Jennifer Taylor


Written by Eleanor Wallis
23 Saturday 23rd February 2008

Jennifer Taylor’s most recent sculptures depict chaotic messes of interlinking pipes, chains, and disposable objects coated in white paint and wax. Cancer cells, labyrinths and internal organs, are just some images that spring to mind when looking at these troubled objects. But who is Jennifer Taylor, how were these fantastic sculptures born and why?

The exciting 26 year-old sculptress is a RCA and Camberwell graduate and was in the press last year due to her extraordinary exhibition at the Wyer gallery last February. It was her first solo show which caught the attention of David Roberts, the collector extraordinaire and founder of OneOneOne, who bought one of her pieces for his central London gallery.

Untitled – Table installation at 'Arte Fiera' in Bologna
Taylor grew up in west Wales where her eccentric parents used to collect and hoard items from newspapers to pine cones. "Our house was a chaotic mass of stuff, with a number of rooms which were impossible to enter. It therefore wouldn’t take much to draw an arbitrary link between this and my installations". She spent time building labyrinths made from hay bails on her friend’s farm as a child, which is where she found her skill and passion for construction and creation.

Untitled – 'New Gallery Installation' at the Wyer Gallery, 2008

The work from the Wyer Gallery is a series of large sculptures that show bleached contraptions which seem to fester like mutated cancer cells, interlinking and breeding like a living organism - creating an atmosphere of claustrophobia and paranoia. The complex forms give off an unsettling air of malfunction and pending catastrophe. Taylor’s influence for these structures partly comes from the "irrational psychosis which underlies domesticity" and "the horror of overproduction and the relentless operations and output of factories, which are disturbingly mirrored by the persistent functions and needs of the human body."

Untitled – Table installation at the Royal College of Art, 2007
"In the past my installations have taken the form of more functional workshops with a kind of ‘mad professor’ undertone. Gradually these have been becoming more and more ludicrous and chaotic. It is almost as though they have now degenerated to a point of irreversible collapse, where all control and rational logic has been overtaken by the strength of a new system which has grown beyond itself in an alarming Frankenstein-esque manner."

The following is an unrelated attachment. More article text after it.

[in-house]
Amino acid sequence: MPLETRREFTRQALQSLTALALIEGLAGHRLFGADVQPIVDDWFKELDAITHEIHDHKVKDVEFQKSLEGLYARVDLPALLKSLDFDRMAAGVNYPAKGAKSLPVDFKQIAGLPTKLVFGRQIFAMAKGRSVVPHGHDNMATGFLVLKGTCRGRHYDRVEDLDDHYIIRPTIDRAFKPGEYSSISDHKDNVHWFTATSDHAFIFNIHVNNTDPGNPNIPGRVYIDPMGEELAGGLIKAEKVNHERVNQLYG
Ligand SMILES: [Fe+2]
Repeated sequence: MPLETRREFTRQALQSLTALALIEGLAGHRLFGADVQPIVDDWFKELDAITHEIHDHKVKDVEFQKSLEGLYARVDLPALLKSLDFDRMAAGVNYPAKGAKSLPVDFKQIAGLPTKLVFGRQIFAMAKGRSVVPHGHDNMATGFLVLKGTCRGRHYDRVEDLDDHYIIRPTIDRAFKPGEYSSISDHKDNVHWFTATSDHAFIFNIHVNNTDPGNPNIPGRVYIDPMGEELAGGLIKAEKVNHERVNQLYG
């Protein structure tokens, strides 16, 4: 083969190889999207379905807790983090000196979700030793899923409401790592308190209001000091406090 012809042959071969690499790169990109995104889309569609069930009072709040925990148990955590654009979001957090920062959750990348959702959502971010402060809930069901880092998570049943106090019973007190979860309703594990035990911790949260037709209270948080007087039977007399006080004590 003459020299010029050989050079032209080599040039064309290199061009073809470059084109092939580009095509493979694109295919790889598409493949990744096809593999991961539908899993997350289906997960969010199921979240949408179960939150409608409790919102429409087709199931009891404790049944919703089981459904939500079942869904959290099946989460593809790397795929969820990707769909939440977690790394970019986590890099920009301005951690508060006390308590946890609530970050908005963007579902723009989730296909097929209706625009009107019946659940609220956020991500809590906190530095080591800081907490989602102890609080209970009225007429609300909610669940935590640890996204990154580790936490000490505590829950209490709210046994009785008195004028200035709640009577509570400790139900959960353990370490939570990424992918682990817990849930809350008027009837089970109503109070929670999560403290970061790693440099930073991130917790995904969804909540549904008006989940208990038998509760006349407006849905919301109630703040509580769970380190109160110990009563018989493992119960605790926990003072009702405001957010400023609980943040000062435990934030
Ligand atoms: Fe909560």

'New Gallery Installation' at the Wyer Gallery, 2008

It is the angles, links and size which seem to stir an uneasy tension in the observer. Whether it is the fiction of the piece, creating its own reality within its space, or the disorganised, chaotic, mad professor type structures, it strikes a powerful chord.

Taylor is influenced by the iconography of horror films and much of her work is a tangible construction of the human fear of cancer and the deterioration of the human mind. This is a dormant fear in all of us, which makes her work so universally understood. Like in Paul McCarthy’s work, the innocent is transformed into the grotesque (see Blockhead below).

Paul McCarthy, Blockhead

So what can we expect from her next exhibition at Flowers East on the 7 July?

"At the moment, I think that scale will be a very important part of this exhibition. Recently, I have started making some tiny model installations with dolls house items and intricately crafted elements from Fimo. I think that the viewer will start here, looking inwards to a small space which communicates at the level of the mind. Then, as they progress through the exhibition, this position will be turned around to the point when their physical presence will become central and they might start to feel dwarfed and engulfed by scale."


Jennifer Taylor's work will be exhibited this summer at Flowers East - keep an eye on for updates.

Except where otherwise noted, contents of this article are licensed under the Creative Commons Attribution-Noncommercial-No Derivative Works 3.0 Unported License

Don't Panic attempt to credit photographers and content owners wherever possible, however due to the sheer size and nature of the internet this is sometimes impractical or impossible. If you see any images on our site which you believe belong to yourself or another and we have incorrectly used it please let us know at and we will respond asap.